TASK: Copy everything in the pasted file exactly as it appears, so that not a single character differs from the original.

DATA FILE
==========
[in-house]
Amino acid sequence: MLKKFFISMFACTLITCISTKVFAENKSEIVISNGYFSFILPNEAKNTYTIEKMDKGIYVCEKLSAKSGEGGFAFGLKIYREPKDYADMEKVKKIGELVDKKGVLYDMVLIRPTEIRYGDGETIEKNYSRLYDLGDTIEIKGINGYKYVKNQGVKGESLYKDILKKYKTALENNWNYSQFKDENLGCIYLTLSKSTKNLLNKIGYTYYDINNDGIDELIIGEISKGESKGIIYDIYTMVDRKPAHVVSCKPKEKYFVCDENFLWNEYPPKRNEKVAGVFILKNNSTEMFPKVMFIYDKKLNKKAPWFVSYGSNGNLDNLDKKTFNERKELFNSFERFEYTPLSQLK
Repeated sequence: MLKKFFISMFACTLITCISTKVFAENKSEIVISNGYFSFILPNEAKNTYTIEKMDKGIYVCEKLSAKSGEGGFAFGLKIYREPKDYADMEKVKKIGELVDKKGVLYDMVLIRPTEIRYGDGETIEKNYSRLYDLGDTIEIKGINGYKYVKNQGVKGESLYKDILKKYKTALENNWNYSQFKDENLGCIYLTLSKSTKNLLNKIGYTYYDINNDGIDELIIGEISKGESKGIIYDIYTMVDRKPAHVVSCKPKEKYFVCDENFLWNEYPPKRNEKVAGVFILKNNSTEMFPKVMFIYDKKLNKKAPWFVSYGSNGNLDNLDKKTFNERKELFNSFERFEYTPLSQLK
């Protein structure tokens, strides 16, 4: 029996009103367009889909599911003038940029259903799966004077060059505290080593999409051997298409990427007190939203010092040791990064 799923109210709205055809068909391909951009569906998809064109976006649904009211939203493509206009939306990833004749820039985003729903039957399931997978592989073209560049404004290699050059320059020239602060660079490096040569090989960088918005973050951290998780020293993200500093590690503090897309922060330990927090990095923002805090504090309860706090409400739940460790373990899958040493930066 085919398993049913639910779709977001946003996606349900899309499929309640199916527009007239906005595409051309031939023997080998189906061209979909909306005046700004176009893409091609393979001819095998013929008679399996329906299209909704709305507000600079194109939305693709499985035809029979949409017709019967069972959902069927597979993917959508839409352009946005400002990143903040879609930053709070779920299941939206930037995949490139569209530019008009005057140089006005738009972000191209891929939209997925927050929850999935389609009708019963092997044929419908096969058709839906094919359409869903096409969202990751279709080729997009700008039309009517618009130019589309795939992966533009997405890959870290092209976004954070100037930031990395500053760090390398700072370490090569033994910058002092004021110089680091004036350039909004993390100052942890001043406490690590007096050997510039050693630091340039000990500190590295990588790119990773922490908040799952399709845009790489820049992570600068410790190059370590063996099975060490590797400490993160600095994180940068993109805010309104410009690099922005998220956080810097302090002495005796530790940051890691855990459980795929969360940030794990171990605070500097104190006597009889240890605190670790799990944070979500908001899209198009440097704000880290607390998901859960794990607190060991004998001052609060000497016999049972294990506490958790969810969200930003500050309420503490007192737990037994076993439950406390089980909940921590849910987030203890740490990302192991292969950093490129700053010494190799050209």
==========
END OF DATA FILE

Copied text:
[in-house]
Amino acid sequence: MLKKFFISMFACTLITCISTKVFAENKSEIVISNGYFSFILPNEAKNTYTIEKMDKGIYVCEKLSAKSGEGGFAFGLKIYREPKDYADMEKVKKIGELVDKKGVLYDMVLIRPTEIRYGDGETIEKNYSRLYDLGDTIEIKGINGYKYVKNQGVKGESLYKDILKKYKTALENNWNYSQFKDENLGCIYLTLSKSTKNLLNKIGYTYYDINNDGIDELIIGEISKGESKGIIYDIYTMVDRKPAHVVSCKPKEKYFVCDENFLWNEYPPKRNEKVAGVFILKNNSTEMFPKVMFIYDKKLNKKAPWFVSYGSNGNLDNLDKKTFNERKELFNSFERFEYTPLSQLK
Repeated sequence: MLKKFFISMFACTLITCISTKVFAENKSEIVISNGYFSFILPNEAKNTYTIEKMDKGIYVCEKLSAKSGEGGFAFGLKIYREPKDYADMEKVKKIGELVDKKGVLYDMVLIRPTEIRYGDGETIEKNYSRLYDLGDTIEIKGINGYKYVKNQGVKGESLYKDILKKYKTALENNWNYSQFKDENLGCIYLTLSKSTKNLLNKIGYTYYDINNDGIDELIIGEISKGESKGIIYDIYTMVDRKPAHVVSCKPKEKYFVCDENFLWNEYPPKRNEKVAGVFILKNNSTEMFPKVMFIYDKKLNKKAPWFVSYGSNGNLDNLDKKTFNERKELFNSFERFEYTPLSQLK
């Protein structure tokens, strides 16, 4: 029996009103367009889909599911003038940029259903799966004077060059505290080593999409051997298409990427007190939203010092040791990064 799923109210709205055809068909391909951009569906998809064109976006649904009211939203493509206009939306990833004749820039985003729903039957399931997978592989073209560049404004290699050059320059020239602060660079490096040569090989960088918005973050951290998780020293993200500093590690503090897309922060330990927090990095923002805090504090309860706090409400739940460790373990899958040493930066 085919398993049913639910779709977001946003996606349900899309499929309640199916527009007239906005595409051309031939023997080998189906061209979909909306005046700004176009893409091609393979001819095998013929008679399996329906299209909704709305507000600079194109939305693709499985035809029979949409017709019967069972959902069927597979993917959508839409352009946005400002990143903040879609930053709070779920299941939206930037995949490139569209530019008009005057140089006005738009972000191209891929939209997925927050929850999935389609009708019963092997044929419908096969058709839906094919359409869903096409969202990751279709080729997009700008039309009517618009130019589309795939992966533009997405890959870290092209976004954070100037930031990395500053760090390398700072370490090569033994910058002092004021110089680091004036350039909004993390100052942890001043406490690590007096050997510039050693630091340039000990500190590295990588790119990773922490908040799952399709845009790489820049992570600068410790190059370590063996099975060490590797400490993160600095994180940068993109805010309104410009690099922005998220956080810097302090002495005796530790940051890691855990459980795929969360940030794990171990605070500097104190006597009889240890605190670790799990944070979500908001899209198009440097704000880290607390998901859960794990607190060991004998001052609060000497016999049972294990506490958790969810969200930003500050309420503490007192737990037994076993439950406390089980909940921590849910987030203890740490990302192991292969950093490129700053010494190799050209």